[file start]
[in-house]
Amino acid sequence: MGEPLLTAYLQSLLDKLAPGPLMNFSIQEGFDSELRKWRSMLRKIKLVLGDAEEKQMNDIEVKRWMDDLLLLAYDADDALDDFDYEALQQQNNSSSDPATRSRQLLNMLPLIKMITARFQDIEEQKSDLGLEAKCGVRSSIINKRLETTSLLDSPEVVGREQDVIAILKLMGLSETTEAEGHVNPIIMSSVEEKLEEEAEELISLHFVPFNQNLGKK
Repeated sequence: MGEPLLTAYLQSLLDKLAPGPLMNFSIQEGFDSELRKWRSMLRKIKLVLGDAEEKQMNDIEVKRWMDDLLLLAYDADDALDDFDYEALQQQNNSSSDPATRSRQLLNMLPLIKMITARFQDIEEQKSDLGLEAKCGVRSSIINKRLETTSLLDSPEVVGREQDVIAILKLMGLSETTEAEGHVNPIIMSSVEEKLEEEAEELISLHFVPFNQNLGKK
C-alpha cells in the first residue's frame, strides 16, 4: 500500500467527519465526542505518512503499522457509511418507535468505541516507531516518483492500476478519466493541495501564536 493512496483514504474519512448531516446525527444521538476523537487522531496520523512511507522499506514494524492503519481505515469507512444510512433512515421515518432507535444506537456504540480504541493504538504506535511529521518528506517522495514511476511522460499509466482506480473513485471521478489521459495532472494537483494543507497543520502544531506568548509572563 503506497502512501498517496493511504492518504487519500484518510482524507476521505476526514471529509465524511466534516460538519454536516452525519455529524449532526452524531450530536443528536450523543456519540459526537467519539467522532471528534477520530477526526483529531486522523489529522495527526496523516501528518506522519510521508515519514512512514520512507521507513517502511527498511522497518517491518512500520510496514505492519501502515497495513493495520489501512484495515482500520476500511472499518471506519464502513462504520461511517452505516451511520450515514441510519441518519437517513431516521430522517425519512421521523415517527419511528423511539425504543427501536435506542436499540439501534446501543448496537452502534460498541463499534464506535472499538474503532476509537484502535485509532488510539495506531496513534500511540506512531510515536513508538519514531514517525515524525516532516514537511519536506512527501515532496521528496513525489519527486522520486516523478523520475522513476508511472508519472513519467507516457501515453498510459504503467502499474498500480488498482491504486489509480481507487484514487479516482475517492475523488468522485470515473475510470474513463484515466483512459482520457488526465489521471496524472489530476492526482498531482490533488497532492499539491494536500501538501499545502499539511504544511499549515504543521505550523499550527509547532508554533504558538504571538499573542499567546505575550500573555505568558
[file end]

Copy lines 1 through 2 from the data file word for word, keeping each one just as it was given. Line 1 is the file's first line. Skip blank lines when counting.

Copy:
[in-house]
Amino acid sequence: MGEPLLTAYLQSLLDKLAPGPLMNFSIQEGFDSELRKWRSMLRKIKLVLGDAEEKQMNDIEVKRWMDDLLLLAYDADDALDDFDYEALQQQNNSSSDPATRSRQLLNMLPLIKMITARFQDIEEQKSDLGLEAKCGVRSSIINKRLETTSLLDSPEVVGREQDVIAILKLMGLSETTEAEGHVNPIIMSSVEEKLEEEAEELISLHFVPFNQNLGKK